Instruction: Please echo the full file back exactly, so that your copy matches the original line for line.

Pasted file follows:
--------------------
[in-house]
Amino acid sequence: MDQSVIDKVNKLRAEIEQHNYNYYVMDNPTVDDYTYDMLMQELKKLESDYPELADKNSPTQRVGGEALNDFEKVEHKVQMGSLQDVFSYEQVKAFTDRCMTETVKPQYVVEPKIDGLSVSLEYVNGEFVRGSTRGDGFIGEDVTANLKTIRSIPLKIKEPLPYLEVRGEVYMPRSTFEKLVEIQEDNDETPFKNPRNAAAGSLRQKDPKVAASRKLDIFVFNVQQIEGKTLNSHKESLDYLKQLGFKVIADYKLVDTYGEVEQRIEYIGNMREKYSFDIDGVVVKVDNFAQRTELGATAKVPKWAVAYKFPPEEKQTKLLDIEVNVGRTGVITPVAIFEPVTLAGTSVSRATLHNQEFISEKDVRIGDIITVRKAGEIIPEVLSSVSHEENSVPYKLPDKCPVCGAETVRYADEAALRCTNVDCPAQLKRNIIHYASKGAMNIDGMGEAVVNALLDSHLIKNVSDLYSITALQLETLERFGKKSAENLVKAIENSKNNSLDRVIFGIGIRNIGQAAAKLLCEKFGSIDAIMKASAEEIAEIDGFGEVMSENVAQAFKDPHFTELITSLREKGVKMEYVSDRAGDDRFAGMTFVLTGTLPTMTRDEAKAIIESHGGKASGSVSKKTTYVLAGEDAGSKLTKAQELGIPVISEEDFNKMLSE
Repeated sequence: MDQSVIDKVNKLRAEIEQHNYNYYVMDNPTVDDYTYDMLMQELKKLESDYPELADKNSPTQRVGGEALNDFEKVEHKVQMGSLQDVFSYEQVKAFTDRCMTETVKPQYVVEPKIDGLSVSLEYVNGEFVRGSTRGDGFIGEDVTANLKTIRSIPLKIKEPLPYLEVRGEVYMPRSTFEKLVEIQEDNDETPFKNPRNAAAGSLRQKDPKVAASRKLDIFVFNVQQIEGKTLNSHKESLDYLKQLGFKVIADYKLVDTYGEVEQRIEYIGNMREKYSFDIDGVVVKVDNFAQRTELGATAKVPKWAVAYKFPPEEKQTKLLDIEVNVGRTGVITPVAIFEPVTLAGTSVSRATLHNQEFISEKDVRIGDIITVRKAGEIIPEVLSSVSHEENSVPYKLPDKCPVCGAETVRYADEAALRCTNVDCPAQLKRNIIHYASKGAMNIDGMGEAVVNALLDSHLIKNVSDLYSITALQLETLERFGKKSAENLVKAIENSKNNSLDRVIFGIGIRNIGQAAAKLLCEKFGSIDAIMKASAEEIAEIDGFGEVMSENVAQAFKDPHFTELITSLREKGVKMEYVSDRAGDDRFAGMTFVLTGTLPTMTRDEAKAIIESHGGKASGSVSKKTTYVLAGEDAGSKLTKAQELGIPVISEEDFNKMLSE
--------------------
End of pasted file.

[in-house]
Amino acid sequence: MDQSVIDKVNKLRAEIEQHNYNYYVMDNPTVDDYTYDMLMQELKKLESDYPELADKNSPTQRVGGEALNDFEKVEHKVQMGSLQDVFSYEQVKAFTDRCMTETVKPQYVVEPKIDGLSVSLEYVNGEFVRGSTRGDGFIGEDVTANLKTIRSIPLKIKEPLPYLEVRGEVYMPRSTFEKLVEIQEDNDETPFKNPRNAAAGSLRQKDPKVAASRKLDIFVFNVQQIEGKTLNSHKESLDYLKQLGFKVIADYKLVDTYGEVEQRIEYIGNMREKYSFDIDGVVVKVDNFAQRTELGATAKVPKWAVAYKFPPEEKQTKLLDIEVNVGRTGVITPVAIFEPVTLAGTSVSRATLHNQEFISEKDVRIGDIITVRKAGEIIPEVLSSVSHEENSVPYKLPDKCPVCGAETVRYADEAALRCTNVDCPAQLKRNIIHYASKGAMNIDGMGEAVVNALLDSHLIKNVSDLYSITALQLETLERFGKKSAENLVKAIENSKNNSLDRVIFGIGIRNIGQAAAKLLCEKFGSIDAIMKASAEEIAEIDGFGEVMSENVAQAFKDPHFTELITSLREKGVKMEYVSDRAGDDRFAGMTFVLTGTLPTMTRDEAKAIIESHGGKASGSVSKKTTYVLAGEDAGSKLTKAQELGIPVISEEDFNKMLSE
Repeated sequence: MDQSVIDKVNKLRAEIEQHNYNYYVMDNPTVDDYTYDMLMQELKKLESDYPELADKNSPTQRVGGEALNDFEKVEHKVQMGSLQDVFSYEQVKAFTDRCMTETVKPQYVVEPKIDGLSVSLEYVNGEFVRGSTRGDGFIGEDVTANLKTIRSIPLKIKEPLPYLEVRGEVYMPRSTFEKLVEIQEDNDETPFKNPRNAAAGSLRQKDPKVAASRKLDIFVFNVQQIEGKTLNSHKESLDYLKQLGFKVIADYKLVDTYGEVEQRIEYIGNMREKYSFDIDGVVVKVDNFAQRTELGATAKVPKWAVAYKFPPEEKQTKLLDIEVNVGRTGVITPVAIFEPVTLAGTSVSRATLHNQEFISEKDVRIGDIITVRKAGEIIPEVLSSVSHEENSVPYKLPDKCPVCGAETVRYADEAALRCTNVDCPAQLKRNIIHYASKGAMNIDGMGEAVVNALLDSHLIKNVSDLYSITALQLETLERFGKKSAENLVKAIENSKNNSLDRVIFGIGIRNIGQAAAKLLCEKFGSIDAIMKASAEEIAEIDGFGEVMSENVAQAFKDPHFTELITSLREKGVKMEYVSDRAGDDRFAGMTFVLTGTLPTMTRDEAKAIIESHGGKASGSVSKKTTYVLAGEDAGSKLTKAQELGIPVISEEDFNKMLSE